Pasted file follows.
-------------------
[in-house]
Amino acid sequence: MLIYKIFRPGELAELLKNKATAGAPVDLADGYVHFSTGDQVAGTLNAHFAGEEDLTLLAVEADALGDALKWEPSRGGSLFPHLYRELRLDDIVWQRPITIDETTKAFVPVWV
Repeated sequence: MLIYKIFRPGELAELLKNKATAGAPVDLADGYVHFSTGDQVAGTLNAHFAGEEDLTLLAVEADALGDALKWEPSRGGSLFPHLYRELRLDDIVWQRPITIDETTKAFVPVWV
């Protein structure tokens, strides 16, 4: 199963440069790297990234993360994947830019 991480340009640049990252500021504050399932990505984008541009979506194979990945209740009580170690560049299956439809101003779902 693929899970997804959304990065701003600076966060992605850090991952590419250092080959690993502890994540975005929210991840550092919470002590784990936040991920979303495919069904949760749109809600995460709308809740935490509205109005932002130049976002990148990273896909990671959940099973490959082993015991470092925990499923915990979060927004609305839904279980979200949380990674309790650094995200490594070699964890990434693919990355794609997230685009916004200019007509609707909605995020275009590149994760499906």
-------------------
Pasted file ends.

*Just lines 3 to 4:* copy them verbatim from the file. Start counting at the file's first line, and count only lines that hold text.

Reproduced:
Repeated sequence: MLIYKIFRPGELAELLKNKATAGAPVDLADGYVHFSTGDQVAGTLNAHFAGEEDLTLLAVEADALGDALKWEPSRGGSLFPHLYRELRLDDIVWQRPITIDETTKAFVPVWV
């Protein structure tokens, strides 16, 4: 199963440069790297990234993360994947830019 991480340009640049990252500021504050399932990505984008541009979506194979990945209740009580170690560049299956439809101003779902 693929899970997804959304990065701003600076966060992605850090991952590419250092080959690993502890994540975005929210991840550092919470002590784990936040991920979303495919069904949760749109809600995460709308809740935490509205109005932002130049976002990148990273896909990671959940099973490959082993015991470092925990499923915990979060927004609305839904279980979200949380990674309790650094995200490594070699964890990434693919990355794609997230685009916004200019007509609707909605995020275009590149994760499906």